AGJ: Who’s your favourite singer?

ECG: Emma Kirkby, hands down. She’s the grande dame of early music singing and, in my mind, she’s IT. [Emma studied classics at Oxford then worked as a school teacher, singing in choirs for pleasure. When she started her voice wasn’t large, so she wasn’t a standout or an obvious star-in-the-making. But her fascination with early Renaissance and Baroque music, and all its associated instruments, was unique to the late 1960s and early seventies. Kirkby trained for decades, kept singing in ensembles and carved out a niche for herself, slowly rising to become Dame Commander of the Order of the British Empire in 2007. Kirkby’s awards are well deserved, but what Cooper Gay seems to be drawn to isn’t her volume, but the crystal clarity of her voice].

AGJ: Has Kirky’s voice affected yours?

ECG: Yeah, I gravitate to singers, like Kirkby, who don’t manipulate their voices a lot. I’ve always wanted a more natural-sounding singing voice, so I work hard on creating a more natural vibrato. For me, it’s not about adding more volume and vibrato, but freeing up my voice and spinning it. My teachers, like me, believe that there should be a connection between your speaking voice and your singing voice. I naturally speak quite quite low with some resonance, so for me to all of a sudden go, “Laaaaaaaaa!” [she screams a high F in my ear], is just plain jarring. I want to use a straight tone as an expressive tool.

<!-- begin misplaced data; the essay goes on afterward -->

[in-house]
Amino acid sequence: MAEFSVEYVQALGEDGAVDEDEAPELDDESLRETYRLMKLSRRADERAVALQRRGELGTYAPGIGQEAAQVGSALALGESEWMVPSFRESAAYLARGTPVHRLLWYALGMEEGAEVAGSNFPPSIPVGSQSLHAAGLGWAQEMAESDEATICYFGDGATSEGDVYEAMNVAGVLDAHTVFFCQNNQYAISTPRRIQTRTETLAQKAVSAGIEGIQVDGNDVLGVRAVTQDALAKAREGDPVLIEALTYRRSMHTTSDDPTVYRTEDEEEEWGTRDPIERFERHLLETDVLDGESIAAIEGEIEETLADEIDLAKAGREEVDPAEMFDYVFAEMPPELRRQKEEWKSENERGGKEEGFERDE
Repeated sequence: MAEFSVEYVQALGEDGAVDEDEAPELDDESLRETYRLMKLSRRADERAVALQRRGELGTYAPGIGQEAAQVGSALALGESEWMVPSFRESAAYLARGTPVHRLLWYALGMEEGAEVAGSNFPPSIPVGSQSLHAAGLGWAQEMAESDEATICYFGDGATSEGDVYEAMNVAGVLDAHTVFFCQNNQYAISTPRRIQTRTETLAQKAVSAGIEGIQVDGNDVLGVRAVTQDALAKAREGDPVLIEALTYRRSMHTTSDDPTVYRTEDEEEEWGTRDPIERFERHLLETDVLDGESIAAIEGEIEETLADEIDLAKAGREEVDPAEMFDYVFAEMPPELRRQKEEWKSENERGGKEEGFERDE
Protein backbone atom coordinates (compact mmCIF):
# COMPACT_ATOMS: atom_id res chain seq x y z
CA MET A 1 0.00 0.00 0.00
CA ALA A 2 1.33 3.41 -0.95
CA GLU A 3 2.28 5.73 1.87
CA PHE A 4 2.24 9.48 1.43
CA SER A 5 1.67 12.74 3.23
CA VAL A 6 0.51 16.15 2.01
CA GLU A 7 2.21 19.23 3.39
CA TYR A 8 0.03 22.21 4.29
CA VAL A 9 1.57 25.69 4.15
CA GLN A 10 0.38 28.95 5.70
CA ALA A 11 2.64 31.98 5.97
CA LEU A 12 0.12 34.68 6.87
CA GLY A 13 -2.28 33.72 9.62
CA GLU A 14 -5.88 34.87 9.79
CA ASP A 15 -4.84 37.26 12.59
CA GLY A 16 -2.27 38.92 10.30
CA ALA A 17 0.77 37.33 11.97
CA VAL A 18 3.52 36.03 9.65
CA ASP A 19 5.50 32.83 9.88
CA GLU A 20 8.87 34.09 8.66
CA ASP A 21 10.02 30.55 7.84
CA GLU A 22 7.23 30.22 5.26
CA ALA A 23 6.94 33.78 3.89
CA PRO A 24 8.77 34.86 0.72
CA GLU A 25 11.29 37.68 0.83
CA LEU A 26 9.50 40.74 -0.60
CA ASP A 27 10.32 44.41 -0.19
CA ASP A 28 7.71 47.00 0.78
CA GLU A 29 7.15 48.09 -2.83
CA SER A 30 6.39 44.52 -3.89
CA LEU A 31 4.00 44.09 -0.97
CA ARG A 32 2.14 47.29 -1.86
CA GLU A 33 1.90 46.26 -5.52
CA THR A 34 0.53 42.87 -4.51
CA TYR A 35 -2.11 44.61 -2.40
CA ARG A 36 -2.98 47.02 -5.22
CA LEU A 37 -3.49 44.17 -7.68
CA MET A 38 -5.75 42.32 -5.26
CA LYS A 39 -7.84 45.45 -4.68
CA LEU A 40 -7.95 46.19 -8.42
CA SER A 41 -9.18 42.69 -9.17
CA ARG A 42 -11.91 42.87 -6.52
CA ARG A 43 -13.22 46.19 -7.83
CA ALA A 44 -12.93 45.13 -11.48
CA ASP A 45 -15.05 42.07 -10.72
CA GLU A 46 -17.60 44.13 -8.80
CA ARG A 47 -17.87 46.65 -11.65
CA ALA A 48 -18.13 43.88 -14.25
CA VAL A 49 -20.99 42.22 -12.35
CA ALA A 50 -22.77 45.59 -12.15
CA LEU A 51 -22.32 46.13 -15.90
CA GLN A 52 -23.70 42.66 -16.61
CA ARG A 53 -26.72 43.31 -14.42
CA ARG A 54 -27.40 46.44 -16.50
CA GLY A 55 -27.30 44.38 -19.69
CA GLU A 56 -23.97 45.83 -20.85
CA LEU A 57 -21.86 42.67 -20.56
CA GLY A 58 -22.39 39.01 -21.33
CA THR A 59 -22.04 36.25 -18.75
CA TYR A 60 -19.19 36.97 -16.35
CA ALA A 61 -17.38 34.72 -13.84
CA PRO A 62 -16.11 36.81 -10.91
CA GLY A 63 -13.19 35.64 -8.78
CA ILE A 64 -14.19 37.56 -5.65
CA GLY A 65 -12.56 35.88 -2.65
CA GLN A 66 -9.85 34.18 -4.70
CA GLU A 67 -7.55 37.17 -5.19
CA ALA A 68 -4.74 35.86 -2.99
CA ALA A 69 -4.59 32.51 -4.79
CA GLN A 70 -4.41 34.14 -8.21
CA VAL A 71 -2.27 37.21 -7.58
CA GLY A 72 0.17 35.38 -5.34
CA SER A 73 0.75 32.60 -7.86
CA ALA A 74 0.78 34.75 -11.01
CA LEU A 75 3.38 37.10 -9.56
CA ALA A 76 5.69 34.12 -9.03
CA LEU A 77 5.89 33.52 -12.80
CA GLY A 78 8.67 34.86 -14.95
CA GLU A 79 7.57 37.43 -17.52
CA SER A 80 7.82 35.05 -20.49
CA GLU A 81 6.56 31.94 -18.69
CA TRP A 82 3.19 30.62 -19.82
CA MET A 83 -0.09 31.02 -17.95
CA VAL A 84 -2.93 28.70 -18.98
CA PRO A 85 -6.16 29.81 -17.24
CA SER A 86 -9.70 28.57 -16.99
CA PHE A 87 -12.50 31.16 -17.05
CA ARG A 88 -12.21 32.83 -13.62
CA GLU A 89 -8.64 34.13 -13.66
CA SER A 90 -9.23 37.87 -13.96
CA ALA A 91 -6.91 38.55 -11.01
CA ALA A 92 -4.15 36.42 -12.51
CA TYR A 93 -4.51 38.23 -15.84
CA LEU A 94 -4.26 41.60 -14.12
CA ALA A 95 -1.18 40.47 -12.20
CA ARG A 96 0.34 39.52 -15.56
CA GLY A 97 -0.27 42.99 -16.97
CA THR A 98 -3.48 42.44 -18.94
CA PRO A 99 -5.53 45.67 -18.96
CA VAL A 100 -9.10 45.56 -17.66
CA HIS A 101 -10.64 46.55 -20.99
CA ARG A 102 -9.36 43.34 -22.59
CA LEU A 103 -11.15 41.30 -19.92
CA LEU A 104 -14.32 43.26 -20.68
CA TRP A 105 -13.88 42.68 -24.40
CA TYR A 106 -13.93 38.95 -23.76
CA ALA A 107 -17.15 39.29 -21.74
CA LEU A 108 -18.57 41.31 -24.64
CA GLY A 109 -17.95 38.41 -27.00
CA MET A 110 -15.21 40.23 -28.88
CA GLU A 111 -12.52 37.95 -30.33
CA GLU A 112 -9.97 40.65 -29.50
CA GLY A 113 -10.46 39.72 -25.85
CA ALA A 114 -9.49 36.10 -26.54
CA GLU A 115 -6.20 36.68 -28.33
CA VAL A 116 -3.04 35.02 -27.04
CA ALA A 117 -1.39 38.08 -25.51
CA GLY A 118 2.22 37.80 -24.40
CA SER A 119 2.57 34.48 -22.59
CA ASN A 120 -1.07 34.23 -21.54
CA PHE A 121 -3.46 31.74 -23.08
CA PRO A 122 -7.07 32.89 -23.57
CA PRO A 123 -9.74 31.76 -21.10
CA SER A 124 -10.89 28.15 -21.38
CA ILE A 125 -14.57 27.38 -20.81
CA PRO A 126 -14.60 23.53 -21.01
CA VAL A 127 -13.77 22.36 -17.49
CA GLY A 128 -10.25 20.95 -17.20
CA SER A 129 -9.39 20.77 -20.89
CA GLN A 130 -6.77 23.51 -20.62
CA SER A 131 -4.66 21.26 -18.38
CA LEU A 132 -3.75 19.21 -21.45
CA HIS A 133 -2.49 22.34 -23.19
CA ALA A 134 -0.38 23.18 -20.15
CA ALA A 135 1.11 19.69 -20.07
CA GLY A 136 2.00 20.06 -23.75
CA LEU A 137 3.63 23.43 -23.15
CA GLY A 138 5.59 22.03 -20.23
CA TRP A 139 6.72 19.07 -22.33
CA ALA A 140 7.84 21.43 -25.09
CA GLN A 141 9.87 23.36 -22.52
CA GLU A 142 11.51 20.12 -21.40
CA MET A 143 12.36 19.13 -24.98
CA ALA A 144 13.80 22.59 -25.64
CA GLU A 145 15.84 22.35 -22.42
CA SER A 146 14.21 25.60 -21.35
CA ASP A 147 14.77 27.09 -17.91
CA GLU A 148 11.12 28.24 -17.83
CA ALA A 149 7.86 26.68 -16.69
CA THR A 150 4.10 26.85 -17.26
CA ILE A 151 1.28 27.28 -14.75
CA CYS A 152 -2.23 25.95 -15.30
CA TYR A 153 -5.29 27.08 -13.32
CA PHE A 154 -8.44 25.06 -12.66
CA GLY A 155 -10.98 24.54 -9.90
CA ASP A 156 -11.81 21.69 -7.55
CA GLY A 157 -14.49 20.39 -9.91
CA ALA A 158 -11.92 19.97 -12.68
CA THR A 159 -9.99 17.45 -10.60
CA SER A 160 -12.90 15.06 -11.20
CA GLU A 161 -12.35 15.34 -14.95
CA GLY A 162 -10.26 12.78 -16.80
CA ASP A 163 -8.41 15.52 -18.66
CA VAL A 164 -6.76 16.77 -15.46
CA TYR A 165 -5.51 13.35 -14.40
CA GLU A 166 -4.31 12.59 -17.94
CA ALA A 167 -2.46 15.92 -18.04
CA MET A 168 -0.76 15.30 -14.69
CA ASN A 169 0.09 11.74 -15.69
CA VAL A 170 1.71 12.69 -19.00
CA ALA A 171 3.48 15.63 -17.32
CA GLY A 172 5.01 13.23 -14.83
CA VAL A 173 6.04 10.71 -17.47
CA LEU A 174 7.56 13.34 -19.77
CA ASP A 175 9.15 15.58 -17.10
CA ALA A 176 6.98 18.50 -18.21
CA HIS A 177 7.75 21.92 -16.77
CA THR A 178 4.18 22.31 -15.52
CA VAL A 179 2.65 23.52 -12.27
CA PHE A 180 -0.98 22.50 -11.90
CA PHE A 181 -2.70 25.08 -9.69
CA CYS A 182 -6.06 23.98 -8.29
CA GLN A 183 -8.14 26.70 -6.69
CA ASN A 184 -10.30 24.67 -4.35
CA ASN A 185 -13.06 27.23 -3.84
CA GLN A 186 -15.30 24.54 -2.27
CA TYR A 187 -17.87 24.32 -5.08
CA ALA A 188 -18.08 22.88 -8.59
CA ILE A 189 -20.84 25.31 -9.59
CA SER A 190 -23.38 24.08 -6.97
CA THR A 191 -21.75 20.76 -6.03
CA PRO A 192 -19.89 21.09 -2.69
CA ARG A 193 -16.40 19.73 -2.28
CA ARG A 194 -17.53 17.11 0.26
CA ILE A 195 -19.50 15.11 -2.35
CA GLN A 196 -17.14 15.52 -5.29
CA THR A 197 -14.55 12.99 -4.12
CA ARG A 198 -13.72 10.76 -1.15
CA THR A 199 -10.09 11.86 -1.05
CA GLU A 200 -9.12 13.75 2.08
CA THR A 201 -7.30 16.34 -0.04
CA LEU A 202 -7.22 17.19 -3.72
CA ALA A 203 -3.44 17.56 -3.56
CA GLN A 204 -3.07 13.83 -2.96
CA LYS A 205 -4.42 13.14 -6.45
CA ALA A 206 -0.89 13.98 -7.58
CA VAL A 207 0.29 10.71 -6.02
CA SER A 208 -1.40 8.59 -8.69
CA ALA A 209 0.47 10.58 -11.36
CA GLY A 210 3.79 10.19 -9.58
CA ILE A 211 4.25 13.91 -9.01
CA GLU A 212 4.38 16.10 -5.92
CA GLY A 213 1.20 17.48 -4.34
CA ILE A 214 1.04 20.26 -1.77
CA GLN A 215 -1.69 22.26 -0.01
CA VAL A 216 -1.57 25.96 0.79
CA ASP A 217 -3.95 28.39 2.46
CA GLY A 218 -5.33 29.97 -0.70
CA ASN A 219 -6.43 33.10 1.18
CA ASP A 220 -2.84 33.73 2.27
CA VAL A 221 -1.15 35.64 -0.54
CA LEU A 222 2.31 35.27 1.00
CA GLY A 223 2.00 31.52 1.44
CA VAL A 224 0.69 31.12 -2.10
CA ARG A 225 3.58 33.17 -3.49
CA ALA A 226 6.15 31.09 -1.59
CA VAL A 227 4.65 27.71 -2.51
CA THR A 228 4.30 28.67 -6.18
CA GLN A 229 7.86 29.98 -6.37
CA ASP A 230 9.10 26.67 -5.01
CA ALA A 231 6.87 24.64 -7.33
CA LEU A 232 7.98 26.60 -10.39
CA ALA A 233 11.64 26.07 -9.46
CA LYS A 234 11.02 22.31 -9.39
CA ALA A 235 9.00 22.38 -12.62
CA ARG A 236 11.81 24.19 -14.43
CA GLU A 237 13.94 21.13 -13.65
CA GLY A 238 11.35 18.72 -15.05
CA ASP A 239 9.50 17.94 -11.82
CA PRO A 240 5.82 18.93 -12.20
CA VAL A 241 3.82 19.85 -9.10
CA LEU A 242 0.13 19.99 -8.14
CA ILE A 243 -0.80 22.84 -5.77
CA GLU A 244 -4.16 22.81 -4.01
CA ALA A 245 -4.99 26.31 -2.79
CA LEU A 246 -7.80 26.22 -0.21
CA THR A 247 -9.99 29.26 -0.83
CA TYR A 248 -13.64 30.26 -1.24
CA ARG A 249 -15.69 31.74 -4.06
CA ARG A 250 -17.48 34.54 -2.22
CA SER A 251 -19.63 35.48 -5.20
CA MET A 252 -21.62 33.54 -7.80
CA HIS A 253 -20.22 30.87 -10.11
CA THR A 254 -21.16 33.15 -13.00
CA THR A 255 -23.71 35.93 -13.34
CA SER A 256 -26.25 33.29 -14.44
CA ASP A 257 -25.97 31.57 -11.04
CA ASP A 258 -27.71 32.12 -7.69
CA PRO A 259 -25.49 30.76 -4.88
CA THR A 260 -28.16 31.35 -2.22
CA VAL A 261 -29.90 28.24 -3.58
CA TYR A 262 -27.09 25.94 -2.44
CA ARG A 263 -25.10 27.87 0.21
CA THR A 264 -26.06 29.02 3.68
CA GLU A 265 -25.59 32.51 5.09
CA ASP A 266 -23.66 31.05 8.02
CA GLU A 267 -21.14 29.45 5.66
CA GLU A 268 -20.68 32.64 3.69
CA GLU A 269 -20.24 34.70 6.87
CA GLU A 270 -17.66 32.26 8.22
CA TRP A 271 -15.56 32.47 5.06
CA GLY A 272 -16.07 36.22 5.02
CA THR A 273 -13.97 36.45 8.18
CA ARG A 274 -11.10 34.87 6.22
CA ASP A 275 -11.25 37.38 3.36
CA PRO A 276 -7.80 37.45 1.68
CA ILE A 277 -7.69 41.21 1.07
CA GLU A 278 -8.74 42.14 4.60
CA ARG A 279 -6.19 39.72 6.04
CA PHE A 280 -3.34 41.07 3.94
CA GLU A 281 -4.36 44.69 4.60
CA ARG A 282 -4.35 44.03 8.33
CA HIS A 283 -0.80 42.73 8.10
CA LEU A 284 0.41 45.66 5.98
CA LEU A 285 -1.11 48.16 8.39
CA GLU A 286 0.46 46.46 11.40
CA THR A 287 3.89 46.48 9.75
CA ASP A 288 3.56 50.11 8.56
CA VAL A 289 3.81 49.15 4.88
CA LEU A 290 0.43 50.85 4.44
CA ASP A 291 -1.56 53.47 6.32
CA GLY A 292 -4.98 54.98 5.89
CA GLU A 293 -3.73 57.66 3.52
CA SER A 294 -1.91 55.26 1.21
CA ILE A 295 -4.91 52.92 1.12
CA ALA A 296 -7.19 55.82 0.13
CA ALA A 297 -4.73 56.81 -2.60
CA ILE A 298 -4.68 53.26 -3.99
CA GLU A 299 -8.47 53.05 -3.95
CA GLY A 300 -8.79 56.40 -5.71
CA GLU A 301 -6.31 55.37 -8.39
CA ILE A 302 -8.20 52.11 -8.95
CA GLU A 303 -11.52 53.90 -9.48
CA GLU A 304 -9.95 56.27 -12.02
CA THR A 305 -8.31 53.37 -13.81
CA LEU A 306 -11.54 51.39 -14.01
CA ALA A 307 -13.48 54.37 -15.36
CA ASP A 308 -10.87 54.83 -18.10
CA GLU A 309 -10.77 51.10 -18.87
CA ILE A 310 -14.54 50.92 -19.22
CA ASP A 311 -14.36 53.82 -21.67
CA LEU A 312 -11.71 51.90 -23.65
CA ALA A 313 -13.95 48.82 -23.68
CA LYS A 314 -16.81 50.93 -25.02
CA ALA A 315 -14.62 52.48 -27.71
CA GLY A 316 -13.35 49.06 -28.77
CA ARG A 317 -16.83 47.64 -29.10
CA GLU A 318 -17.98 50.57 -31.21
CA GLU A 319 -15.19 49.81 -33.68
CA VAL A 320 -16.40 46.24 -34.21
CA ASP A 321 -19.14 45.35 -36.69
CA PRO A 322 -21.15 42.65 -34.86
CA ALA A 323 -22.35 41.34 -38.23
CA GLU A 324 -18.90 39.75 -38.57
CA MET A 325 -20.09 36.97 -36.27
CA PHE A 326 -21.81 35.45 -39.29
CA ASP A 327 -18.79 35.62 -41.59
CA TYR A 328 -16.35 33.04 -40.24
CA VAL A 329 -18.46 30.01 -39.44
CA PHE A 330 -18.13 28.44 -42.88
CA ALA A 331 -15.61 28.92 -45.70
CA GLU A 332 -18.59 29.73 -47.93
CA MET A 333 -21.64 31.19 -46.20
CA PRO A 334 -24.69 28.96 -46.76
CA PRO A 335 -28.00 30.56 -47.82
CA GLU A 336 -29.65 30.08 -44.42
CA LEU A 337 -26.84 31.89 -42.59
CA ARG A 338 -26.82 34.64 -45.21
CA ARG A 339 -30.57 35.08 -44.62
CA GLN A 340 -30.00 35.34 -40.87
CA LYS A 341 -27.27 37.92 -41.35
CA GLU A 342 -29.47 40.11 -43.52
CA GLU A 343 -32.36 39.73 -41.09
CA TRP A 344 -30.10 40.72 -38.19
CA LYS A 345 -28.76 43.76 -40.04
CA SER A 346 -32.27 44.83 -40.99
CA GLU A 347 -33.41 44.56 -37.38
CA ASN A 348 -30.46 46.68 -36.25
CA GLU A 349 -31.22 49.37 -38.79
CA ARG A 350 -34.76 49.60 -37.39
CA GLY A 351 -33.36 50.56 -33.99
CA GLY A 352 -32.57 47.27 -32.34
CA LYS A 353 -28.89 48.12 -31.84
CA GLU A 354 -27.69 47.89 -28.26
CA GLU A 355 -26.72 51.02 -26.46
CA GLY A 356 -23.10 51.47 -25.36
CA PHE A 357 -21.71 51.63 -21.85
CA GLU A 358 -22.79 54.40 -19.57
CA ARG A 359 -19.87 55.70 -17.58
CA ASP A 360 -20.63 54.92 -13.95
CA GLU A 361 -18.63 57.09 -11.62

AGJ: Hmm, I like that. I think I became a better writer the moment I stopped trying to be writerly and started making my writing voice match my speaking voice. That’s when I learned how to put a more natural tone and rhythm down on the page. I didn’t know that applied to singing as well.

ECG: You talk about singing naturally … well, I secretly always wanted to sing, not like this or that famous diva, but like a choirboy in the Vienna Boys Choir. Oddly enough, I didn’t understand why I couldn’t grow up and be a choirboy! I was upset that I couldn’t get the same tone — it’s pungent and so focused and, yet, has this unbelievable warmth and roundness to it that girls can’t come close to. I’ve always gravitated to that sound.  I even think, at one point, I manipulated my voice to try and sound like a boy soprano. All the musicisans I admire say, ‘Go back to the text and sing it like you would speak it, like it’s the most natural thing in the world.’ When you do that it’s easier to connect with your audience.